Edited by Ted
Deck Collapse Injures Scores
Soil Tests Required in Upstate New York
Trench Work Poses On-Going Hazard
Light Heavyweight: New Concrete Lets In the
FEMA Will Pay to Move Threatened
Painting Brown-Coat Stucco Causing Problems
in the Southwest
Ledger splits from faulty lag screw installation
Summer seldom passes without at least one report of a
serious structural failure of an outdoor deck, with large
numbers of casualties. Unfortunately, the summer of 2004 is no
exception: On July 30, a wood deck collapsed suddenly under the
weight of a party crowd at the Diamond Horseshoe Casino in
Polson, Mont., injuring dozens of people and sending four with
life-threatening injuries to hospitals by helicopter.
Area hospitals were flooded with injured, according to a report
by Sherry Devlin of the Missoulian newspaper. "In addition to
the four life-threatening injuries, three others were
classified as critical and 27 as non-life-threatening by EMTs
on the scene," writes Devlin. "At least 20 other people arrived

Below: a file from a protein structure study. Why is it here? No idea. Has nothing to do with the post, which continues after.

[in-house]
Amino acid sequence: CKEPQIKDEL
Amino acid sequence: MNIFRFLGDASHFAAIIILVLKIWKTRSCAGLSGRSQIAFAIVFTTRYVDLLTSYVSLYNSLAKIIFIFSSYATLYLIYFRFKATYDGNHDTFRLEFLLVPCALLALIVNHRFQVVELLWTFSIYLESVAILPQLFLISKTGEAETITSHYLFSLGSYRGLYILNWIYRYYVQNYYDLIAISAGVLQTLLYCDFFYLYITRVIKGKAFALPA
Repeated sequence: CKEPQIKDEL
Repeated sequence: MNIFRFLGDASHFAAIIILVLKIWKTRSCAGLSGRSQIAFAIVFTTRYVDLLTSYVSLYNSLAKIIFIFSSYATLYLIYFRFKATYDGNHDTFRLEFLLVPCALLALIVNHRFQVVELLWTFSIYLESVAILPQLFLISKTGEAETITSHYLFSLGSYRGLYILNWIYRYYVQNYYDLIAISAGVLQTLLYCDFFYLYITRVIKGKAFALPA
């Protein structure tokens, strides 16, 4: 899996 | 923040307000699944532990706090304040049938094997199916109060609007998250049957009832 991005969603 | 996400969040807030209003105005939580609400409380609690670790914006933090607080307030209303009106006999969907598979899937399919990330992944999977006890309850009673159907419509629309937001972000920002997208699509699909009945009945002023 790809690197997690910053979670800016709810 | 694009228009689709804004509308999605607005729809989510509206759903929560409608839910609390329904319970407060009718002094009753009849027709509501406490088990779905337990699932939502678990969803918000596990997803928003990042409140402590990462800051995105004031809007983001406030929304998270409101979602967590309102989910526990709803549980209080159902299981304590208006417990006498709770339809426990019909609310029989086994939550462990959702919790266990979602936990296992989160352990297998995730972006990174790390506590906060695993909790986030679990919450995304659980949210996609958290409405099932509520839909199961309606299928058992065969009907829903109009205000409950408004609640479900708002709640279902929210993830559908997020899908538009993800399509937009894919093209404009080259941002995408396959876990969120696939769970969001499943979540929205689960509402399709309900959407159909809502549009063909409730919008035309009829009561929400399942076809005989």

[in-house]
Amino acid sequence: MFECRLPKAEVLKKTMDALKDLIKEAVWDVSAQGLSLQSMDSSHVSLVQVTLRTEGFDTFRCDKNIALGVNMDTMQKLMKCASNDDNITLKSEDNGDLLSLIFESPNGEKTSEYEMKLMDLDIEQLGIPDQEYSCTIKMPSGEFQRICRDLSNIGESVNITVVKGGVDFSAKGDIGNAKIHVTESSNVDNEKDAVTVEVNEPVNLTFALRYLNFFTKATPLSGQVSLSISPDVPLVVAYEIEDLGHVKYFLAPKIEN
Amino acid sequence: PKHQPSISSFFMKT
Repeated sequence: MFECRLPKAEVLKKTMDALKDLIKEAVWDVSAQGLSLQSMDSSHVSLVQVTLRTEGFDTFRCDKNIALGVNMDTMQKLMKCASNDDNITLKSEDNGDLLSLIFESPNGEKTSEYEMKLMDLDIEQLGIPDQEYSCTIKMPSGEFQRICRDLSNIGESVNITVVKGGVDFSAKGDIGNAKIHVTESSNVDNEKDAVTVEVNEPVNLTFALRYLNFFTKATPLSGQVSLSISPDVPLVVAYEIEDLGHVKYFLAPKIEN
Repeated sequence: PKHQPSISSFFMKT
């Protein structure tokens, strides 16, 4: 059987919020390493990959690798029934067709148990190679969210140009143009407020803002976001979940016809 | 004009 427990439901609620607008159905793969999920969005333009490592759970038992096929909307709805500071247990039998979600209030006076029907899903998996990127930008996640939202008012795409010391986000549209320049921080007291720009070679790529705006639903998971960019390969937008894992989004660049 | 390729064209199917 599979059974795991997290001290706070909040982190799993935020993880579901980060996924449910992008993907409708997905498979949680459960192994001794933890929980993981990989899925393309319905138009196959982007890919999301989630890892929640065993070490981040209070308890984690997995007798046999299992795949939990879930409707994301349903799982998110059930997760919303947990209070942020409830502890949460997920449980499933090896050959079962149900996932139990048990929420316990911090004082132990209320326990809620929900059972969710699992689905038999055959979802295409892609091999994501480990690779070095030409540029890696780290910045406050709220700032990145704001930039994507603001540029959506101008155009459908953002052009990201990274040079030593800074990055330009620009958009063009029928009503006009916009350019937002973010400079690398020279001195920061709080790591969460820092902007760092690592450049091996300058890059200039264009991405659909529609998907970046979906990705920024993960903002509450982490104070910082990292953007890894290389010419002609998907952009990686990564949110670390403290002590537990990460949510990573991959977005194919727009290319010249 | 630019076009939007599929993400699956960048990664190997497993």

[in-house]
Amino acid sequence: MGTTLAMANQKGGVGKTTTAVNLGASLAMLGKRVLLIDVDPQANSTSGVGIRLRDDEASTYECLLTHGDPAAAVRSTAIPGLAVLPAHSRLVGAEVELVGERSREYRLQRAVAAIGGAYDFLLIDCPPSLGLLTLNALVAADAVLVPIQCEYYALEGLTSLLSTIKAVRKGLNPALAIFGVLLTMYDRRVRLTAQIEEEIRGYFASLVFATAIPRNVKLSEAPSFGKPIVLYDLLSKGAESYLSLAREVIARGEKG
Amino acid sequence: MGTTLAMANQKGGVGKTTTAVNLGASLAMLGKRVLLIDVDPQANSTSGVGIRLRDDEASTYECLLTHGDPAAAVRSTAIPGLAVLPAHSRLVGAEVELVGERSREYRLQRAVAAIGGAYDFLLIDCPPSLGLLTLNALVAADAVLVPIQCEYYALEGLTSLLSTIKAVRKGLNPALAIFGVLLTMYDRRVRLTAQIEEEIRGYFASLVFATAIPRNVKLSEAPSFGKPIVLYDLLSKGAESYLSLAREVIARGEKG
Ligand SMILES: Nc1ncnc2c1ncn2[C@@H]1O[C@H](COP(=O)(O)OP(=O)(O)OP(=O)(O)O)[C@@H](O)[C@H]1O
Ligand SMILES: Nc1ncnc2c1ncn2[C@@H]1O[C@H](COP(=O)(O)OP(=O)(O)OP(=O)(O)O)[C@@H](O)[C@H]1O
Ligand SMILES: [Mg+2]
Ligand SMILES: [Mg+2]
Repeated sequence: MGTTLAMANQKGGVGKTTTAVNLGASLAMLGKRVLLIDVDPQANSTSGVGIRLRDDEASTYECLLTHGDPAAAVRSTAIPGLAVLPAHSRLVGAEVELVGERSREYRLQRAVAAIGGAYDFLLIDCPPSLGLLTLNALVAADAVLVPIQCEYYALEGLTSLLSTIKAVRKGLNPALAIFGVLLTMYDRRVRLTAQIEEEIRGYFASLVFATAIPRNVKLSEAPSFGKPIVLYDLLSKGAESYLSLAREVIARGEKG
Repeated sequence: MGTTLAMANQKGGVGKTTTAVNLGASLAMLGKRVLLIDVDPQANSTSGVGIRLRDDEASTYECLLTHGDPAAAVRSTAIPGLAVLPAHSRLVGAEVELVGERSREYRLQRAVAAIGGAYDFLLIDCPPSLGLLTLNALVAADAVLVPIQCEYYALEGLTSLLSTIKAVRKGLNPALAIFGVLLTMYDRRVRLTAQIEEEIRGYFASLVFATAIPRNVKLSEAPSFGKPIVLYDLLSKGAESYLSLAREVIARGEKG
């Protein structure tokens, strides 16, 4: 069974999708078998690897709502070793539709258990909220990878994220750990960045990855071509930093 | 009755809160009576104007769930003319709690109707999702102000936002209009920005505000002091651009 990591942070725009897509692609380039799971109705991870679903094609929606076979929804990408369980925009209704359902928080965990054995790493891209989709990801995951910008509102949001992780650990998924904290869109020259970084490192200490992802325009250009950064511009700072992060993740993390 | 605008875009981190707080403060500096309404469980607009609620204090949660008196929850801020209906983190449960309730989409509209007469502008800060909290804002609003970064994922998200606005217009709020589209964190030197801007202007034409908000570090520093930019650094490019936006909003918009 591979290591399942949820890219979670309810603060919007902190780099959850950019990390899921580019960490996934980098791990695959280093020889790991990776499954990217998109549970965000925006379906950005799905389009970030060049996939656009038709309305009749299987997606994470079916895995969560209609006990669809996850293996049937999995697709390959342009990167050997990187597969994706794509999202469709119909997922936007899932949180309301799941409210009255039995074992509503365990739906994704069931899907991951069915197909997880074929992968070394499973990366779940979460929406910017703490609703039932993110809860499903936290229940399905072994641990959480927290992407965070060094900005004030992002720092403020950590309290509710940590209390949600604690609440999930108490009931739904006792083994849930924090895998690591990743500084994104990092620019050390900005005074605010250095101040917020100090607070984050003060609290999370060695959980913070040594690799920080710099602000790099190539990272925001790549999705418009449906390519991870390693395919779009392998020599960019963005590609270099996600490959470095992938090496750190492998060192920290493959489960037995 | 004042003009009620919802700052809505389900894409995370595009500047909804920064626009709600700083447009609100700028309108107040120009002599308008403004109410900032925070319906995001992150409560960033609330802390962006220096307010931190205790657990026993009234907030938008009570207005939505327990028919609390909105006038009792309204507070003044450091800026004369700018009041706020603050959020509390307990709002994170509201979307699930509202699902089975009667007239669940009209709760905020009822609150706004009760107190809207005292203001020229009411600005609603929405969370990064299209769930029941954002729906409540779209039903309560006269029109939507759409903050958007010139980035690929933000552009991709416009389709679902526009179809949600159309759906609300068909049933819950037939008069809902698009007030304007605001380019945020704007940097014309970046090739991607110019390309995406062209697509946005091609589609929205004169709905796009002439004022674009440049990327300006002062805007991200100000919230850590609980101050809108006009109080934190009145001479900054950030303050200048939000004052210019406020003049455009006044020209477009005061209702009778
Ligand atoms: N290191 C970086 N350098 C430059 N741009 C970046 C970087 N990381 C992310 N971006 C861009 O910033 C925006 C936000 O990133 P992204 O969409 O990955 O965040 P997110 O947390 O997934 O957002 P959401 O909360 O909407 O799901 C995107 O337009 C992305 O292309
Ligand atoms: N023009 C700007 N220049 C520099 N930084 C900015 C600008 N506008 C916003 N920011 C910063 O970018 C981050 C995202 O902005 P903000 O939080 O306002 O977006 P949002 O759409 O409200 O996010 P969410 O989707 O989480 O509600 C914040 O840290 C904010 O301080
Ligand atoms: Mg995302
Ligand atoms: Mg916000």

at Polson's St. Joseph Hospital in cars and pickup trucks soon
after the accident, and another 20 sought medical help during
the day on Saturday." Nurses set up a triage center on the St.
Joseph's hospital lawn to handle the overflow, according to
Devlin's report. Emergency crews responded from five nearby
towns, some ambulances driving an hour over rural roads to
reach the scene.
Lag screws and fragments of the split
ledger board remain attached to the building, and the mostly
intact deck lies on the ground below, in these photos taken the
morning after the structure's sudden collapse sent dozens of
injured to the hospital.
surprisingly, the Montana collapse was traced to a failure of
the connection point between the deck and the building. Hired
by the city of Polson to investigate, architect Paul Bishop of
Building Solutions LLC, reported that the deck's untreated
Douglas fir ledger "failed downward and outward as a result of
vertical loading well below the maximum allowed by the building
"My conclusions were threefold," Bishop told JLC in a telephone
interview. "The initial problem was that the ledger was
attached directly to the siding with no weather protection.
That allowed moisture to get between it and the building, and
it began to rot. The second issue was that the lag screws were